Two days after the 1984 ad aired, the Macintosh went on sale. It came bundled with two applications designed to show off its interface: MacWrite and MacPaint. When it was first demonstrated by Steve Jobs in the first of his famous Mac Keynote speeches the computer drew the phrase "Macintosh, insanely great!" and told a joke using text-to-speech. Although the Mac garnered an immediate, enthusiastic following, it was too radical for some, who labeled it a mere "toy." Because the machine was entirely designed around the GUI, existing text-mode and command-driven applications had to be redesigned and the programming code rewritten; this was a challenging undertaking that many software developers shied away from, and resulted in an initial lack of software for the new system. In April 1984 Microsoft's MultiPlan migrated over from MS-DOS, followed by Microsoft Word in January 1985. In 1985, Lotus Software introduced Lotus Jazz after the success of Lotus 1-2-3 for the IBM PC, although it was largely a flop. Apple introduced Macintosh Office the same year with the lemmings ad. Infamous for insulting its own potential customers, it was not successful.

For a special post-election edition of Newsweek in November 1984, Apple spent more than US$2.5 million to buy all 39 of the advertising pages in the issue. Apple also ran a “Test Drive a Macintosh” promotion, in which potential buyers with a credit card could take home a Macintosh for 24 hours and return it to a dealer afterwards. While 200,000 people participated, dealers disliked the promotion, the supply of computers was insufficient for demand, and many were returned in such a bad shape that they could no longer be sold. This marketing campaign caused CEO John Sculley to raise the price from US$1,995 to US$2,495 (adjusting for inflation, about $5,000 in 2007).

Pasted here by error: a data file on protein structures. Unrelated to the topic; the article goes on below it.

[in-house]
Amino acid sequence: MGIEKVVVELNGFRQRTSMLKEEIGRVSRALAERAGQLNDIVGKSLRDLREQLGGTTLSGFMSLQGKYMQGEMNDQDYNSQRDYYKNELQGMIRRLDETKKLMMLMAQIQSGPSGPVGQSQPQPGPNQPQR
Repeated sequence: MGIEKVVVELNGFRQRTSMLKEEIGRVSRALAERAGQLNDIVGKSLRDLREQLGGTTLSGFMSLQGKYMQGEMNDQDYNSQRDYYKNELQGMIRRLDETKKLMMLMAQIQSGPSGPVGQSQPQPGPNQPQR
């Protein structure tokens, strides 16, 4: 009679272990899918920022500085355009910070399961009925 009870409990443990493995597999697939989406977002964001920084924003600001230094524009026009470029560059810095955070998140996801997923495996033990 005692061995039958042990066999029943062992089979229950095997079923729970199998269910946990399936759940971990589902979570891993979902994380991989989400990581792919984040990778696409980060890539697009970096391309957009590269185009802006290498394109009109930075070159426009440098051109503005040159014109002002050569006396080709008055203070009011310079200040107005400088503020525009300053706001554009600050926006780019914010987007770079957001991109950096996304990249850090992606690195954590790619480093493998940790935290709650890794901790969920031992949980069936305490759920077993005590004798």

In 1985, the combination of the Mac, Apple’s LaserWriter printer, and Mac-specific software like Boston Software’s MacPublisher and Aldus PageMaker enabled users to design, preview, and print page layouts complete with text and graphics—an activity to become known as desktop publishing. Initially, desktop publishing was unique to the Macintosh, but eventually became available for IBM PC users as well. Later, applications such as Macromedia FreeHand, QuarkXPress, Adobe Photoshop, and Adobe Illustrator strengthened the Mac’s position as a graphics computer and helped to expand the emerging desktop publishing market.

The limitations of the first Mac soon became clear: it had very little memory, even compared with other personal computers in 1984, and could not be expanded easily; and it lacked a hard disk drive or the means to attach one easily. In October 1985, Apple increased the Mac’s memory to 512 KB, but it was inconvenient and difficult to expand the memory of a 128 KB Mac. In an attempt to improve connectivity, Apple released the Macintosh Plus on January 10, 1986 for US$2,600. It offered one megabyte of RAM, expandable to four, and a then-revolutionary SCSI parallel interface, allowing up to seven peripherals—such as hard drives and scanners—to be attached to the machine. Its floppy drive was increased to an 800 KB capacity. The Mac Plus was an immediate success and remained in production until October 15, 1990; on sale for just over four years and ten months, it was the longest-lived Macintosh in Apple's history.